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Florida's Hidden Golf Resorts

Beth Perkins Florida

Photo: Beth Perkins

Quiet now. We’re going to let you in on a secret. You may think that golfers have been exploring Florida for so long that there is nothing left to dis­cover. You may think it impossible that the state could have a small, elegant hotel with a seaside Pete Dye golf course that you don’t already know about.

Welcome to the Gasparilla Inn & Club. If you’ve never heard of it, it’s no accident. For decades, the inn’s proprietors have rather liked it that way.

The inn sits on Gasparilla Island, off Florida’s Gulf Coast, about midway between Tampa and Naples. Early last century, a railroad spur pushed through so that phosphates mined nearby could be hauled away. When the phosphates were depleted, the rail line remained, enabling passengers to come, but only a select few people were in the know. Gasparilla Island became a very quiet, very elite winter colony—Palm Beach without the bling, Northeast Harbor with warm, sunny winters. A causeway now links the island to the mainland, and there’s been a small condo outbreak. But the air of exclusivity remains.

The Gasparilla Inn, built in 1913, is of a piece with the island. It’s the antithesis of flashy: a rambling, wood-frame building with a plain roof and a couple of royal palms guarding the front portico. The only identifying mark is a banner hanging from a flagpole over the door.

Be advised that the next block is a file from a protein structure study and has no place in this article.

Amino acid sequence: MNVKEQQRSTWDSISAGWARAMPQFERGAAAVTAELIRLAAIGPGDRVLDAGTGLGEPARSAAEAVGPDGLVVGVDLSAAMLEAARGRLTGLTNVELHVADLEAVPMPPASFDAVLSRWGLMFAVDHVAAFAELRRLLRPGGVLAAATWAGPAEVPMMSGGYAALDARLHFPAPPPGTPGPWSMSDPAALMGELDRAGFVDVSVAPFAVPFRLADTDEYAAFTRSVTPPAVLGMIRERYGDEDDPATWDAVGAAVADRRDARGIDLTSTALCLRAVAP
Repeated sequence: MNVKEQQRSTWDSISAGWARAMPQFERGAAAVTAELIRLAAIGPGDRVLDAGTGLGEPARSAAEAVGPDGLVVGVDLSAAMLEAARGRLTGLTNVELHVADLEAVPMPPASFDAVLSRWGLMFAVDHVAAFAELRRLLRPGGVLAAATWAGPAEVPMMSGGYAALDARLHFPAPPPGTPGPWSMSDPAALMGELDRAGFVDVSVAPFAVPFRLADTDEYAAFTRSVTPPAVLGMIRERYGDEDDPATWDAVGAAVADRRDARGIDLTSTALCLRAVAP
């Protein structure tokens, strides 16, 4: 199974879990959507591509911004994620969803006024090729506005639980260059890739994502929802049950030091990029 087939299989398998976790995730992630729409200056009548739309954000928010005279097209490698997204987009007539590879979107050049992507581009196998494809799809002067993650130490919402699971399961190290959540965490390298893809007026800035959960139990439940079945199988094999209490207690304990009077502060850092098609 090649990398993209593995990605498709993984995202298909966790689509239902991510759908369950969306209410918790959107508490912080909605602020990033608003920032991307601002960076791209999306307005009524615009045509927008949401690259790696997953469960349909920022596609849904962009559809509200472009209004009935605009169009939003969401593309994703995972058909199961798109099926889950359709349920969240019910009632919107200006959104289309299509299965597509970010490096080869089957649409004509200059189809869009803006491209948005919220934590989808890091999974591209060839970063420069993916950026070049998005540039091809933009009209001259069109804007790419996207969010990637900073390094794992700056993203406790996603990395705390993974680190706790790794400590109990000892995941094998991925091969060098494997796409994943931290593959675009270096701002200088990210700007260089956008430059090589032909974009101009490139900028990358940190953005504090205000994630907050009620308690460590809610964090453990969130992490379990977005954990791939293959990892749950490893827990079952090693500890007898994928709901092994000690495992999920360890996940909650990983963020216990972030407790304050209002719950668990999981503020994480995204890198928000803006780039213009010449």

For years, the guests tended to be friends of the owners or relatives of people who owned homes on the island. When they checked in, they could refer to a clip­board in the lobby that listed the new arrivals, so they’d know which of their friends had made it down. The inn did no marketing or advertising. The only publicity it received came whenever a society couple was married there and a discreet mention of the wedding appeared in the New York Times.

But all things change. The inn’s cover was partially blown by the Bush family, which likes to check in for the week between Christmas and New Year’s. In 2000 the press staked out the inn as George W. Bush mulled his Cabinet choices. Last year, when former President Ford died, George H. W. Bush stood between the pillars by the front door while making his first public statement of condolence.

"It’s a really family-oriented property," says Jeb Bush, the former Florida governor. "On a typical day I’ll wake up and go to the village for coffee and bagels. Then fishing. After lunch, golf—I’ve shot in the high seventies on the course, but it’s gotten harder since Pete Dye redesigned it. Then I work out, have dinner and go to bed. It’s not much for nightlife, but nightlife isn’t in my DNA." Another advantage Bush cited: The guests are too sophisticated to show excitement when a former president is in their midst. "We can have Dad to ourselves."

In 2002, longtime owner Bayard Sharp passed away, leaving the inn to his daughter, Sarah Farish. (Her husband, Will Farish, was U.S. Ambassador to the Court of St. James, and the Farishes remain good friends of Queen Elizabeth II, who visited them during Kentucky Derby week this past May.) She quickly set to work, revamping the beach club and adding a spa.

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